Bale Delivers Grity, Horrowing Portrail

Saturday, February 12th, 2011 at 8:30 PM
Bale Delivers Grity, Horrowing Portrail by Kristen Rajczak

Imagine watching your hometown’s hero on HBO showing the world his rotten teeth, talking about a boxing match he won years before and lighting up a crack pipe. Imagine that his family is watching it, having thought the film crew that followed him around for weeks was documenting his big comeback. Imagine his little toe-headed son running into the room because he wants to see his dad on TV.

So goes the most painful moment of “The Fighter.” And it has very little to do with Mark Wahlberg.

On the surface, “The Fighter” follows the same basic premise of many well-loved sports movies—“Rocky,” “The Natural,” heck, even “Little Giants.” In them, the underdog overcomes tough circumstances to win big. Wahlberg plays “Irish” Micky Ward, a real boxer from Lowell, Mass., who tried to break into big-time fights in the ‘80s.

But as he had this awards season, Walhberg’s performance as the soft-spoken Ward fades into the background of a gritty story about drug addiction and the complicated family dynamics that come of it. His training and fights simply become the circumstances around which the viewer sees how it all happens.

Perhaps it’s to his credit that he convincingly portrays the boxer—Wahlberg actually trained for four years to play the part and almost had his nose broken several times. Still, the storyline isn’t really his. Yes, he wins the big fight, and yes, he gets the girl (Amy Adams). But you knew he would from the minute he took his first punch and asked for the cute bartender’s phone number.

“The Fighter” belongs to the emaciated face and body of Christian Bale, who plays Dicky Eckland, Micky’s brother, trainer, and the family addict. It belongs to Melissa Leo, who won a Golden Globe for her portrayal of the brothers’ mother, a hard-talking, chain-smoking woman whose bleach-blonde hair and taunt, tan skin disguise her beyond recognition. They bear the battle scars of a hard fight through life all while they try—and fail—to properly manage Micky’s career.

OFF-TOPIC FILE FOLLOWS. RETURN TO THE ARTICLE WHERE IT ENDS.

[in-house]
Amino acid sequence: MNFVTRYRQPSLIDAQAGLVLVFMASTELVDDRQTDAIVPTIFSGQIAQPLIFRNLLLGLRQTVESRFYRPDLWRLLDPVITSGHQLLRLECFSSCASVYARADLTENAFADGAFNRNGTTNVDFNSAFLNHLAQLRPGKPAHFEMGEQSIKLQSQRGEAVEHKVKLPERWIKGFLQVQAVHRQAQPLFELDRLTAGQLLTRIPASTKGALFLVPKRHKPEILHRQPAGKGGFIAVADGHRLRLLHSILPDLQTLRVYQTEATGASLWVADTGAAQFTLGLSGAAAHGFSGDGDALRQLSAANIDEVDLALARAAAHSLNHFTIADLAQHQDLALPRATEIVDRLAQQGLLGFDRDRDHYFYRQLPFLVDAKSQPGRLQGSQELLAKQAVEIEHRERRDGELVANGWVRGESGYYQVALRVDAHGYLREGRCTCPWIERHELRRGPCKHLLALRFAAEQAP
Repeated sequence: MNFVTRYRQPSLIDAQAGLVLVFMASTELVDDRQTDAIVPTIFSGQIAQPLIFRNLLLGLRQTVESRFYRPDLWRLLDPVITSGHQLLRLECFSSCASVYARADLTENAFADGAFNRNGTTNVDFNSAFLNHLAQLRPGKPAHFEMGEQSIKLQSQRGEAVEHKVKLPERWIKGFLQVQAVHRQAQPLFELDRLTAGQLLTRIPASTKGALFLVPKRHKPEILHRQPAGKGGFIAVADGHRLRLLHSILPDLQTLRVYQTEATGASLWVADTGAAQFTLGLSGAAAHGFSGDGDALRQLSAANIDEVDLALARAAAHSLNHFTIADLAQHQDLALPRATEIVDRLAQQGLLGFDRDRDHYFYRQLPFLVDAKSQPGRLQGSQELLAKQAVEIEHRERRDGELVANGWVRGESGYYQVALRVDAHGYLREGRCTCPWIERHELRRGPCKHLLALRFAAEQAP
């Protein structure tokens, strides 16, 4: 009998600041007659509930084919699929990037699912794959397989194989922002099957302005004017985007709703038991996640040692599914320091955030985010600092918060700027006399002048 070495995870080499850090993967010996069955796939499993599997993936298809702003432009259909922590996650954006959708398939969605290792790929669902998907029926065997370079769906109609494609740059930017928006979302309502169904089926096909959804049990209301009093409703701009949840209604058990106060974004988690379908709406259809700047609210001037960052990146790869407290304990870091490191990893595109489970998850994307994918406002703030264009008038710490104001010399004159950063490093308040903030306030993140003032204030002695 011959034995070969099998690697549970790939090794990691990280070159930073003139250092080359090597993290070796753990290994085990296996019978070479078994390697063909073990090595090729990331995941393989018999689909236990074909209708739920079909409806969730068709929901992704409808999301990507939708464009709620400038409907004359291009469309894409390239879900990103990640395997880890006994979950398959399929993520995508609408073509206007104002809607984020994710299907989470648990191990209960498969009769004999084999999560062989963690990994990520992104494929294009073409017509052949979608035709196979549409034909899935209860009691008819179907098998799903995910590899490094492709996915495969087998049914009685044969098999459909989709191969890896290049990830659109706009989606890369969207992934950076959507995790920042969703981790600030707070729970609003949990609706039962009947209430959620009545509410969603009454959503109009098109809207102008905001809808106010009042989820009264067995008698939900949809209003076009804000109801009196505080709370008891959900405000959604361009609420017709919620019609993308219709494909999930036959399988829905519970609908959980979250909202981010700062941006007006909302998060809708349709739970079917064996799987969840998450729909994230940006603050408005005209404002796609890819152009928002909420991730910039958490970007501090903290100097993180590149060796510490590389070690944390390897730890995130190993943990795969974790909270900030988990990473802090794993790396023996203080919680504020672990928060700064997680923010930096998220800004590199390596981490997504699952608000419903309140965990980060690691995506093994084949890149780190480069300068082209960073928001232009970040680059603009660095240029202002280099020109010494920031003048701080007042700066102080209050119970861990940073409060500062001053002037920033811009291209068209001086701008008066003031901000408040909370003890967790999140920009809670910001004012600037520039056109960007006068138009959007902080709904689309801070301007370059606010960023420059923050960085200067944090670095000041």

Bale and Leo so convincingly sell their performances that even after their characters try to reconcile with a now-successful Micky, it’s hard to feel good about their redemption.

Scenes of Bale in a crack house on the bad side of town, twitching when he’s not using and impersonating a cop are hard to forget—especially when he wants to help his brother just as he’s gotten out of jail. Leo screeches and swears her family is her number one priority, but too many times do we see her overlook Micky’s well-being for Dicky’s.

Walhberg’s Micky, on the other hand, is incredibly likeable, though drawn in such broad strokes that inserting Matt Damon or Brad Pitt into the role isn’t too much of an imaginative stretch.

Replacing Bale or Leo couldn’t be done, however. Somewhere in the middle of the movie, Leo goes to the crack house to find Bale. High and sweating, Bale gets into the car with his sobbing mother—and starts to sing the Bee Gee’s “I Started a Joke” to her. She joins in and soon, it’s easy to see that she has decided to forget what she has just dragged her son away from. In their hardest-to-watch moments, they create real people.

And real people have to fight too much in their lives to make it to a boxing ring.

Erie Reader: Vol. 7, No. 21
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